I decided to only use the bottom two drawers since they were really the only ones functioning anymore. I removed the drawer tracks for the other three. Then I measured the space on top of each drawer and tacked in very thin plywood as a new base. Nothing fancy here. I could’ve made this part look better. This part literally was a little rough around the edges. And as you can see, I painted the plywood before placing as to access them easier.

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 Then I began the process of painting the whole thing. I didn’t use any special paint. Just some simple Rustoleum Ultra White latex paint. It may have been trim paint? I also bought new hardware for the drawers to match the hardware in my living room. Dark and bold to contrast the stark white.

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 Here she is with added hardware. (Why is this dresser changing sex all of the sudden?)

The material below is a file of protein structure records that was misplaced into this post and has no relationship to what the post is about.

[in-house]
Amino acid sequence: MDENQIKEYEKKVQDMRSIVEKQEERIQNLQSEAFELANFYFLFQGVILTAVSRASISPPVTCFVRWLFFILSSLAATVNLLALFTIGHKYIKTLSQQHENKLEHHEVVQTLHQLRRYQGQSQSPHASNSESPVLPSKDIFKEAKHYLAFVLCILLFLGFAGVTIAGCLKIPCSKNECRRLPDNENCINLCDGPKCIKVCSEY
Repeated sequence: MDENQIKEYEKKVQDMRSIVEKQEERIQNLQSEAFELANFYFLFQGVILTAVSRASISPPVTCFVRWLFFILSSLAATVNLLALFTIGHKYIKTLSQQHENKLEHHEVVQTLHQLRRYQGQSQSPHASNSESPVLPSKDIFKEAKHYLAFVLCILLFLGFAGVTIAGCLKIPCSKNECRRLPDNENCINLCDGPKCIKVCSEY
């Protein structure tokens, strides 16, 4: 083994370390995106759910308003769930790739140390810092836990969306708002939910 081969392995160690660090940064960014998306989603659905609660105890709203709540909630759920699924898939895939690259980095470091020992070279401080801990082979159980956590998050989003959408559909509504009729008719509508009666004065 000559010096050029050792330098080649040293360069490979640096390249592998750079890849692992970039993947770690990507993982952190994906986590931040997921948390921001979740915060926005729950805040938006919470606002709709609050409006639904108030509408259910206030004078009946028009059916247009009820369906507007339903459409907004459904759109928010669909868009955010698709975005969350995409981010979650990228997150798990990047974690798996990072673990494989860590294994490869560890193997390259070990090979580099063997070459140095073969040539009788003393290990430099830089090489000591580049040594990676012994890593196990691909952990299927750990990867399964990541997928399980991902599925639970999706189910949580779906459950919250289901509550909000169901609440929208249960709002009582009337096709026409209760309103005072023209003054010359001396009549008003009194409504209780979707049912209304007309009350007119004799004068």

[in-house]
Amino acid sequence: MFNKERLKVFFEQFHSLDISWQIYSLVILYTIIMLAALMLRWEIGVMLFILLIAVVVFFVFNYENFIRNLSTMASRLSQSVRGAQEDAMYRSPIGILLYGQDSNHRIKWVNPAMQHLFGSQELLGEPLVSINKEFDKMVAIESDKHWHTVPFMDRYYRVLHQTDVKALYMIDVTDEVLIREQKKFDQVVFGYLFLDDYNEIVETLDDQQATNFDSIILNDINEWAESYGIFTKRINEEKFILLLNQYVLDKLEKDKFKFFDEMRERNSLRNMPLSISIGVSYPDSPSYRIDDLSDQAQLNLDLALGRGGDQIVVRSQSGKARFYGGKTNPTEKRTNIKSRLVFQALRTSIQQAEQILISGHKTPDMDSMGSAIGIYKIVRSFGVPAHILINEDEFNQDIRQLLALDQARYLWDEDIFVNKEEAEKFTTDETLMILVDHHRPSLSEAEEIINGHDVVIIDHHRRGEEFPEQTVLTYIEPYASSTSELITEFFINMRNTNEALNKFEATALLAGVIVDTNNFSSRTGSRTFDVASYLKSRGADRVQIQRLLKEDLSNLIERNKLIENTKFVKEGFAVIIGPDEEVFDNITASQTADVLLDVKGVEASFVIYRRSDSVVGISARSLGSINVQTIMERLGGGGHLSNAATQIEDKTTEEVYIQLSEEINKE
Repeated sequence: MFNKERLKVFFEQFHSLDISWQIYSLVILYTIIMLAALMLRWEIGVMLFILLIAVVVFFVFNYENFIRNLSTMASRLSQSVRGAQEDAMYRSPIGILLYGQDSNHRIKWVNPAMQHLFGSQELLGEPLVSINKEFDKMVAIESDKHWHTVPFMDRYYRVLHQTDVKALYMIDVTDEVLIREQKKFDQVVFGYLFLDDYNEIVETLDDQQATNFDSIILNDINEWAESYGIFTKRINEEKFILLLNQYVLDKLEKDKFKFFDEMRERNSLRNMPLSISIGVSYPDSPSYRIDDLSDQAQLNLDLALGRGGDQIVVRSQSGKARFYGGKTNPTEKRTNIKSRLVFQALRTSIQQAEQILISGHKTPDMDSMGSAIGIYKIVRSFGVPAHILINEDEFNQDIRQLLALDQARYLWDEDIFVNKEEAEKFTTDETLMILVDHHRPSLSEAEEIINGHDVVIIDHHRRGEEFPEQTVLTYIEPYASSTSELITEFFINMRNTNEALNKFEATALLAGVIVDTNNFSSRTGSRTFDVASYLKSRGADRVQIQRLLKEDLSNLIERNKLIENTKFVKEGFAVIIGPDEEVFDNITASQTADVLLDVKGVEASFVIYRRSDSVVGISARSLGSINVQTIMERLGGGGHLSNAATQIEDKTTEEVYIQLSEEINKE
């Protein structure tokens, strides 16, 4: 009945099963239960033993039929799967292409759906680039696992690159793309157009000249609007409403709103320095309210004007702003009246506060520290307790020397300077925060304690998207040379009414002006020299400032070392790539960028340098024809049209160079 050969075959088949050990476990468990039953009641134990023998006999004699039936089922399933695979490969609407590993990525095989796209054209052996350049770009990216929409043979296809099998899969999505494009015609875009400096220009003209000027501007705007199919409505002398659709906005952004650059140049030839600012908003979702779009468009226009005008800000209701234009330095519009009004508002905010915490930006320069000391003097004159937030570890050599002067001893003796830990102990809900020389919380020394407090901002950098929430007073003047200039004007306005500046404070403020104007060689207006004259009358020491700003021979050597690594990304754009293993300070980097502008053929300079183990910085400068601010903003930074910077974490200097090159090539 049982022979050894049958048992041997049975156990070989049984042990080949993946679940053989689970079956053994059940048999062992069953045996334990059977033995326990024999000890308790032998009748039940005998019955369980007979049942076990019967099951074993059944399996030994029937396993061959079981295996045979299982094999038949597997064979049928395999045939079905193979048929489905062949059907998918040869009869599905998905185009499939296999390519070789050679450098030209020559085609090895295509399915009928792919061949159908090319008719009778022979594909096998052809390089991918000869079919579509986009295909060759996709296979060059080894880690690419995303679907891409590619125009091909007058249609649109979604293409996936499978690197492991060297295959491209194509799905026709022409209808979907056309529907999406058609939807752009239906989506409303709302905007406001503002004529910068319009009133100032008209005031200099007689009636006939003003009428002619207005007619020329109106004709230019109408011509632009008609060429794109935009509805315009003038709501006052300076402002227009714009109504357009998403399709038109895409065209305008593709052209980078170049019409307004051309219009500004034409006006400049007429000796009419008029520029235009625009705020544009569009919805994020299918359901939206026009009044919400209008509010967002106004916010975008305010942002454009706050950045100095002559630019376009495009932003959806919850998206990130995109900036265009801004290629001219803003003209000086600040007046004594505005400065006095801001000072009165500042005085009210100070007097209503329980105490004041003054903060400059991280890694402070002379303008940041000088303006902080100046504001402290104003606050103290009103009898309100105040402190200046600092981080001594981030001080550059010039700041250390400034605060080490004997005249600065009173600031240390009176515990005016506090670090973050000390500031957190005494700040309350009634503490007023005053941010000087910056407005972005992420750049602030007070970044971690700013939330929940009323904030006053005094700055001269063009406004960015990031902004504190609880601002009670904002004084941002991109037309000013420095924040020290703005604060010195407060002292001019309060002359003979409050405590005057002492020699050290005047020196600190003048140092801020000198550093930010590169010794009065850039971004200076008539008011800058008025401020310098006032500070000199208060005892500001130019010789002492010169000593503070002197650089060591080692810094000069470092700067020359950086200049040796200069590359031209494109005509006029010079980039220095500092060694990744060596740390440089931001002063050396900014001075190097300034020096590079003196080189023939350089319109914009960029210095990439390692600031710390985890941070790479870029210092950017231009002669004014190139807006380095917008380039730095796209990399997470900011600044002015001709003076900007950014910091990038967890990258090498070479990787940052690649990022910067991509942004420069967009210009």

And here’s a bonus- you get to see my screwdriver!

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 I do have a teenie tiny little obsession with chevron, so I added that to the drawers. I think it gave it some serious style. Don’t you?

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 Finished product! I searched for days for baskets and bins to use in place of the drawers for this thing. I’m horrible at making decisions. Absolutely. Horrible. I wanted to make sure they were not too dark and went ok with the chevron and color of the room, etc. I gave into these cute chevron baskets at Old Time Pottery after days of looking and complete discouragement at the price of these boogers. Not cheap!

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 It is by no means perfect, but it makes for lots of storage space for my crafts! I had it in our living room for a bit. Now it’s in the bonus providing ample and stylish storage for our craft stuff. HE turned out so good!

What do YOU think?!


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A”Door”able Hall Tree

Door Hall Tree 7 ADoorable Hall Tree